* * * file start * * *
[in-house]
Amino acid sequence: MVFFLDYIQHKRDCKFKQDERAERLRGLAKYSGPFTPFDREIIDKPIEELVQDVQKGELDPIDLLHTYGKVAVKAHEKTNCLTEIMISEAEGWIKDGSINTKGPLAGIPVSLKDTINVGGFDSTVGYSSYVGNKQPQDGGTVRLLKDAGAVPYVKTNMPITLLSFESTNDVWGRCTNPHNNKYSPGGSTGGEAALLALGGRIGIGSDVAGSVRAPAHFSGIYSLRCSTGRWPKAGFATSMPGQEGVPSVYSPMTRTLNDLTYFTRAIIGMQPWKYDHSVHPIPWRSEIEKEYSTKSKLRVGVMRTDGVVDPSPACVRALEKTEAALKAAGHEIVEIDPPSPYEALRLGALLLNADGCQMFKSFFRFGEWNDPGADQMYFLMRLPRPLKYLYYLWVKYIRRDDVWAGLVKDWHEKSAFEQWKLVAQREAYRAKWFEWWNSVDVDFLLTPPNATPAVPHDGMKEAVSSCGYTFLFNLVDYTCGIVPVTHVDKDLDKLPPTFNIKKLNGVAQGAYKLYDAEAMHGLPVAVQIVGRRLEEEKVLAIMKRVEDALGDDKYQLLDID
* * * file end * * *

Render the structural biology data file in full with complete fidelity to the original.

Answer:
[in-house]
Amino acid sequence: MVFFLDYIQHKRDCKFKQDERAERLRGLAKYSGPFTPFDREIIDKPIEELVQDVQKGELDPIDLLHTYGKVAVKAHEKTNCLTEIMISEAEGWIKDGSINTKGPLAGIPVSLKDTINVGGFDSTVGYSSYVGNKQPQDGGTVRLLKDAGAVPYVKTNMPITLLSFESTNDVWGRCTNPHNNKYSPGGSTGGEAALLALGGRIGIGSDVAGSVRAPAHFSGIYSLRCSTGRWPKAGFATSMPGQEGVPSVYSPMTRTLNDLTYFTRAIIGMQPWKYDHSVHPIPWRSEIEKEYSTKSKLRVGVMRTDGVVDPSPACVRALEKTEAALKAAGHEIVEIDPPSPYEALRLGALLLNADGCQMFKSFFRFGEWNDPGADQMYFLMRLPRPLKYLYYLWVKYIRRDDVWAGLVKDWHEKSAFEQWKLVAQREAYRAKWFEWWNSVDVDFLLTPPNATPAVPHDGMKEAVSSCGYTFLFNLVDYTCGIVPVTHVDKDLDKLPPTFNIKKLNGVAQGAYKLYDAEAMHGLPVAVQIVGRRLEEEKVLAIMKRVEDALGDDKYQLLDID